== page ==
I remember weeks when we’d be looking ahead to playing them and they could be making 10 or 12 changes from the team that played the previous weekend. It was nearly impossible to decide which players to concentrate our analysis on.

But while that’s great from week to week, there does come a point where you need continuity. You need a settled team that knows its job. You need a core group that has been through tough situations together. You want to be able to stand in the huddle and all be on the same wavelength, to know that you can look around at 90 per cent of the same guys who have been there and done it before.

Overall though, I just think their mentality held them back. The club history is dominated by losing those 10 finals. No other club in France has lost so many. Next on the list are Stade Francais (nine final defeats) and Toulouse (eight), but both of those have a long history of winning the title as well.

That has to have an effect. When they won in 2010, I thought it was going to be a line in the sand for them. Often a team only has to win the big prize once to change their image of themselves. But in the four seasons since, they haven’t been back to a Top 14 final. And last year they even lost their long-standing unbeaten home record.


Most of all, if this comes down to the last five minutes, who is going to have the greater belief – them or us? In those situations, you’ll use anything as motivation. It doesn’t even really matter if it’s true or not. Clermont might have huge belief in themselves for all you know but the fact that they’ve come up short so many times gives you that mental edge.

You’ll chase that weakness, test it out as much as you can to see if there’s any vulnerability there. You’ve got to keep pushing and pushing and testing that pain threshold. Okay, they’re great players but are they as together as we are? Are they as committed as we are? Are they prepared to hurt as much as we are? With Clermont, you always thought you had a chance if it was close.

Leinster had their number a couple of times in the knock- out stages, games where Clermont had every chance. Brock James had that kicking nightmare in 2010 and they lost by a point. Wesley Fofana dropped the ball over the line when a try would have won it in 2012. They were good enough to win both times but not clinical enough to grab them.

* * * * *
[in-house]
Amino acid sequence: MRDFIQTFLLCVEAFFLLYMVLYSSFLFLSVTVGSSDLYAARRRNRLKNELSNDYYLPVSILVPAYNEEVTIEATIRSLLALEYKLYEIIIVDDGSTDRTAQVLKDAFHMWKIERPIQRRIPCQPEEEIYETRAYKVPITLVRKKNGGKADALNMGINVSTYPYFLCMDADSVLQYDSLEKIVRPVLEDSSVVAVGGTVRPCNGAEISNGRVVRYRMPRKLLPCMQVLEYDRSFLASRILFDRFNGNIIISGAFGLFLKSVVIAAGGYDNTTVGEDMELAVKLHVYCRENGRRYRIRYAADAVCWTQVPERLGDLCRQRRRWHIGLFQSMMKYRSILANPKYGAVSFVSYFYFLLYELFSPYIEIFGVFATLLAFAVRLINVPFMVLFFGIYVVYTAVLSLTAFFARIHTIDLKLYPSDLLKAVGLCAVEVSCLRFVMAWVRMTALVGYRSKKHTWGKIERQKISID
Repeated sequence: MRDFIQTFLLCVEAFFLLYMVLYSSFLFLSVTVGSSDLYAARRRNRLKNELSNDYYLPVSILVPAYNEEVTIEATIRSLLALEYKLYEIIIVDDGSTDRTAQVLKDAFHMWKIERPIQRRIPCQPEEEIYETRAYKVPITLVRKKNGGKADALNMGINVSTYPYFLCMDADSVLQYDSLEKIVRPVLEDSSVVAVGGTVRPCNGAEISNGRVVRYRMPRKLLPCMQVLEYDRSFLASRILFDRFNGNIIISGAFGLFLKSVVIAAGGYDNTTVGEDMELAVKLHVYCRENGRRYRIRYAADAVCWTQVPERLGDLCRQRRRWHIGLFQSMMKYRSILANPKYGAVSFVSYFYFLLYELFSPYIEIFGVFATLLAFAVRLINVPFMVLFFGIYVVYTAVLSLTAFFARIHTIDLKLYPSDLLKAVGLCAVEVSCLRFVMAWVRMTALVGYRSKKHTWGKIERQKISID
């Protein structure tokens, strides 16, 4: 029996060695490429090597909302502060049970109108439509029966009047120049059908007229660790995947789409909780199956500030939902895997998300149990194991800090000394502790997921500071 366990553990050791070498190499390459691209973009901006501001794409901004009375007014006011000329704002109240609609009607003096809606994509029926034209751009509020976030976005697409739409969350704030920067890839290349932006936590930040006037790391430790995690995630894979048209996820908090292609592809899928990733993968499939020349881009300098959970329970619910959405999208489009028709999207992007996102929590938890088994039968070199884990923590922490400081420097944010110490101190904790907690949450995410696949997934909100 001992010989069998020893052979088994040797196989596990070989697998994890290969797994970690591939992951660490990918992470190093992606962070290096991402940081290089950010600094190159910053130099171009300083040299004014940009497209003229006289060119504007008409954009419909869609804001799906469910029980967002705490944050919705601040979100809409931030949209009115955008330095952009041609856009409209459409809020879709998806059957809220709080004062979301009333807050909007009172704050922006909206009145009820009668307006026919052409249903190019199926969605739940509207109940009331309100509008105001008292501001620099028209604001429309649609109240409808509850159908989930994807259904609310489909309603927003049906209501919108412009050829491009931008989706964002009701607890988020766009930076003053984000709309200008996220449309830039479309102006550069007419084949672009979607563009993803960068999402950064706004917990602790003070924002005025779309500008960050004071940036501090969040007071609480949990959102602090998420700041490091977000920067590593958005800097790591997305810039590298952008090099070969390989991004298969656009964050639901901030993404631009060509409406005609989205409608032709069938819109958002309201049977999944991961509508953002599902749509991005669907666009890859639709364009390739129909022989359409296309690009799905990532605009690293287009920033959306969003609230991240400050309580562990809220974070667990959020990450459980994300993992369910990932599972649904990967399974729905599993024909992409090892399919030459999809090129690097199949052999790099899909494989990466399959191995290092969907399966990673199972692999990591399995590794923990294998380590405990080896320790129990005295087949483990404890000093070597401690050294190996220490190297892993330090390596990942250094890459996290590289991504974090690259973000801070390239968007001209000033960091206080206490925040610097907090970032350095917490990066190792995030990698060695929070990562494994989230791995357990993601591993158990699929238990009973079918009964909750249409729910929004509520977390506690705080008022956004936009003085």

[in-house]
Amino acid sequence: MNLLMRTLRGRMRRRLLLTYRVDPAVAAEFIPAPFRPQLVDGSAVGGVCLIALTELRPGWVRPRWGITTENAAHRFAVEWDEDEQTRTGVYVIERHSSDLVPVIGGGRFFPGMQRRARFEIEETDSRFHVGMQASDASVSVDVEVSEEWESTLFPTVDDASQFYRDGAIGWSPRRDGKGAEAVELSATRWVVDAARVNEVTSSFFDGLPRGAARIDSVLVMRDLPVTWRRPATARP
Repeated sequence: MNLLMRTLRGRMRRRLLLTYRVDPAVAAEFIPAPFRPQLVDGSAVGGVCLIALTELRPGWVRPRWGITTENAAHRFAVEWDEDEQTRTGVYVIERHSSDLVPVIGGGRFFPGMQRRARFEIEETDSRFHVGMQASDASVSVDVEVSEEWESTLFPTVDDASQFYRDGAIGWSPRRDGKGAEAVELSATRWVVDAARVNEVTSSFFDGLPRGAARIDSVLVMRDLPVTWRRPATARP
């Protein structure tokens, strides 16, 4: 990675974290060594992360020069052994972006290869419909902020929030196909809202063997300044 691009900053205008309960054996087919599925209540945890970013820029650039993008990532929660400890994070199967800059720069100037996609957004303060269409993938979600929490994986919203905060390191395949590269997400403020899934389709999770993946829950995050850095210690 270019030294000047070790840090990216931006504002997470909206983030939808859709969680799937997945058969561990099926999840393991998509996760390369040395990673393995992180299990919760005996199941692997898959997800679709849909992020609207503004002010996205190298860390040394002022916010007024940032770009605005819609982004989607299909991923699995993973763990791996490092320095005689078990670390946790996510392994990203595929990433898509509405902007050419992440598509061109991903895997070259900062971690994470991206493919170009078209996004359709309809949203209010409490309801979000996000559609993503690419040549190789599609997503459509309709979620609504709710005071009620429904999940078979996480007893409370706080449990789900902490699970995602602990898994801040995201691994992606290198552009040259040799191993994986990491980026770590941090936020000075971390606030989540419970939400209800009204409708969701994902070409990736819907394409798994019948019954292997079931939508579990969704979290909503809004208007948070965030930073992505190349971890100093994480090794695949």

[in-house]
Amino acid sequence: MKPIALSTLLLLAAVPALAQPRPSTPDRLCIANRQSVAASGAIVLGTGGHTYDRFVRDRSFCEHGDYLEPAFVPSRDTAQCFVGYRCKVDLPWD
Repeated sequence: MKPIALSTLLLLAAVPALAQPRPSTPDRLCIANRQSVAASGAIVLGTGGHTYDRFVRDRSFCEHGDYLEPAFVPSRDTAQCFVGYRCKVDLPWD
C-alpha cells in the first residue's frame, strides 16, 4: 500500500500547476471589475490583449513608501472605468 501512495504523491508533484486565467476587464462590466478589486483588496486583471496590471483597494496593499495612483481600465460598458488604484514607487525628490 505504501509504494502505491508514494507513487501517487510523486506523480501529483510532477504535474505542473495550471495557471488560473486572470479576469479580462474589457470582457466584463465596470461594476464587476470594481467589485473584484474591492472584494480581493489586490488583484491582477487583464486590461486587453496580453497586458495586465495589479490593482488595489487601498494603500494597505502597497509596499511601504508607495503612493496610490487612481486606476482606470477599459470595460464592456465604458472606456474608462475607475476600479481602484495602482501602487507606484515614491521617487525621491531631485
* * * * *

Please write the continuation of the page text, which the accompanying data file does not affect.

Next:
Bounce of the ball

You could see it happening in front of you that day in Montpellier. Munster’s great achievement that year had been to make it to the semi- final with the win away at Harlequins but they were hav- ing a poor season. Clermont started like a train and were 13-3 up at half-time but the killer instinct just wasn’t in them. In the end, Rog’s grubber very nearly bounced up for Felix Jones and they almost left it behind them.

It’s so hard to change a club’s identity. But it’s not impossible, especially when you’re a club that is going to be there or thereabouts each year. Signing up Johnno Gibbs was a smart move because he can bring that experience of being at Leinster in the years where they turned their identity around with him. They’re always going to have the players, it’s whether or not they can get the mentality right.

They come to Limerick this weekend for one of the old-style Saturday night games. Munster’s form has been encouraging after a poor start to the season and they’re starting to get into a groove. Their form in Europe has been pretty good as well – they seem to have a bit more composure and control about them the longer Anthony Foley’s first season has gone on.

Given all that, you’d have to fancy them to take Clermont at home.